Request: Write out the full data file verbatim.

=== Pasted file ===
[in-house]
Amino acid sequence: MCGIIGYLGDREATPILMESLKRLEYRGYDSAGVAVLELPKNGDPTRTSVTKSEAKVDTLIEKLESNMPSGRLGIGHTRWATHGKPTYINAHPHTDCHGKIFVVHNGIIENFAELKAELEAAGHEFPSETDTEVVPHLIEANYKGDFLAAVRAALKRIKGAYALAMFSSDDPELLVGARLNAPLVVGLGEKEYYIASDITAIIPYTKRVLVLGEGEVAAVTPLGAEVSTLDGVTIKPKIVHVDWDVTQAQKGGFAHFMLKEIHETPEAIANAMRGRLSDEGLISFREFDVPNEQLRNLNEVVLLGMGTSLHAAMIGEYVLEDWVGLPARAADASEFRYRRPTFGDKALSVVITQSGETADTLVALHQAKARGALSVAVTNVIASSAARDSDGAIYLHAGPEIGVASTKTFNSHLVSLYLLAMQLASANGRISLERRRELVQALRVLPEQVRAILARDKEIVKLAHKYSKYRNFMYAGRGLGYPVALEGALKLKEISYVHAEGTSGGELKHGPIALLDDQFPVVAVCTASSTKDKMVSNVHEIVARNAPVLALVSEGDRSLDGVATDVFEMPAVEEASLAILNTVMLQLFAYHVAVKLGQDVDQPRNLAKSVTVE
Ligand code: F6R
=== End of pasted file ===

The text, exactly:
[in-house]
Amino acid sequence: MCGIIGYLGDREATPILMESLKRLEYRGYDSAGVAVLELPKNGDPTRTSVTKSEAKVDTLIEKLESNMPSGRLGIGHTRWATHGKPTYINAHPHTDCHGKIFVVHNGIIENFAELKAELEAAGHEFPSETDTEVVPHLIEANYKGDFLAAVRAALKRIKGAYALAMFSSDDPELLVGARLNAPLVVGLGEKEYYIASDITAIIPYTKRVLVLGEGEVAAVTPLGAEVSTLDGVTIKPKIVHVDWDVTQAQKGGFAHFMLKEIHETPEAIANAMRGRLSDEGLISFREFDVPNEQLRNLNEVVLLGMGTSLHAAMIGEYVLEDWVGLPARAADASEFRYRRPTFGDKALSVVITQSGETADTLVALHQAKARGALSVAVTNVIASSAARDSDGAIYLHAGPEIGVASTKTFNSHLVSLYLLAMQLASANGRISLERRRELVQALRVLPEQVRAILARDKEIVKLAHKYSKYRNFMYAGRGLGYPVALEGALKLKEISYVHAEGTSGGELKHGPIALLDDQFPVVAVCTASSTKDKMVSNVHEIVARNAPVLALVSEGDRSLDGVATDVFEMPAVEEASLAILNTVMLQLFAYHVAVKLGQDVDQPRNLAKSVTVE
Ligand code: F6R